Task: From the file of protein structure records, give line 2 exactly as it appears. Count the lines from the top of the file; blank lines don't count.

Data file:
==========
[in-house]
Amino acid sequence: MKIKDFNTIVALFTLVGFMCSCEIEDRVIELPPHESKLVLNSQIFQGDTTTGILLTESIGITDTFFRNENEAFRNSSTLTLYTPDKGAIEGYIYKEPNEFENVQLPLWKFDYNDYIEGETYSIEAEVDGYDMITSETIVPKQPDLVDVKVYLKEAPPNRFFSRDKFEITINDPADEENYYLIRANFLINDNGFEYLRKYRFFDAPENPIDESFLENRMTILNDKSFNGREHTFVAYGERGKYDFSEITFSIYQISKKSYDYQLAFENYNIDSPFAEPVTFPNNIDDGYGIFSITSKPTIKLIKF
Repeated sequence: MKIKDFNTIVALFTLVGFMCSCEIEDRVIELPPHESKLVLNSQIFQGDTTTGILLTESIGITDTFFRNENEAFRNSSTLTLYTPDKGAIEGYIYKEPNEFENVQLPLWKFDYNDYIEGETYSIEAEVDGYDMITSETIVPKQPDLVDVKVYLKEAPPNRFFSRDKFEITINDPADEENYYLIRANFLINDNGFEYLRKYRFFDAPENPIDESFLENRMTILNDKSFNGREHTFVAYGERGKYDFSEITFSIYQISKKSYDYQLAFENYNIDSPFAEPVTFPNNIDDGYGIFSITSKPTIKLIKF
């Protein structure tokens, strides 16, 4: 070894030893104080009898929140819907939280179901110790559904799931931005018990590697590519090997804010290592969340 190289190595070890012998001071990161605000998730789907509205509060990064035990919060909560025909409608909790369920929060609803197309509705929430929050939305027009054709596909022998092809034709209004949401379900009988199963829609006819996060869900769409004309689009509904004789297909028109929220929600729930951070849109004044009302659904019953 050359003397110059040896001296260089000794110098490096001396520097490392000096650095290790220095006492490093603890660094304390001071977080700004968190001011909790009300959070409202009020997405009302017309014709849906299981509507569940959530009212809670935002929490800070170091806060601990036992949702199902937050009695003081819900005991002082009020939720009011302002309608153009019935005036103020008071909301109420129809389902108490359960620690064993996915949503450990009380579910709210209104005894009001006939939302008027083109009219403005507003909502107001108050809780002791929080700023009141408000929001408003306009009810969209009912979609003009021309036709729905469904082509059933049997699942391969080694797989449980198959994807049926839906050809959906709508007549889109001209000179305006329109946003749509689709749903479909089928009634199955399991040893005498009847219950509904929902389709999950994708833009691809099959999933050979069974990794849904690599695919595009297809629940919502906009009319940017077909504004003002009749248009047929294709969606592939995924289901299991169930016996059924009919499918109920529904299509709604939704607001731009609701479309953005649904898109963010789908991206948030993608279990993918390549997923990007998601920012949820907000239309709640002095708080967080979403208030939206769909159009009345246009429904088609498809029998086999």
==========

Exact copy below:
Amino acid sequence: MKIKDFNTIVALFTLVGFMCSCEIEDRVIELPPHESKLVLNSQIFQGDTTTGILLTESIGITDTFFRNENEAFRNSSTLTLYTPDKGAIEGYIYKEPNEFENVQLPLWKFDYNDYIEGETYSIEAEVDGYDMITSETIVPKQPDLVDVKVYLKEAPPNRFFSRDKFEITINDPADEENYYLIRANFLINDNGFEYLRKYRFFDAPENPIDESFLENRMTILNDKSFNGREHTFVAYGERGKYDFSEITFSIYQISKKSYDYQLAFENYNIDSPFAEPVTFPNNIDDGYGIFSITSKPTIKLIKF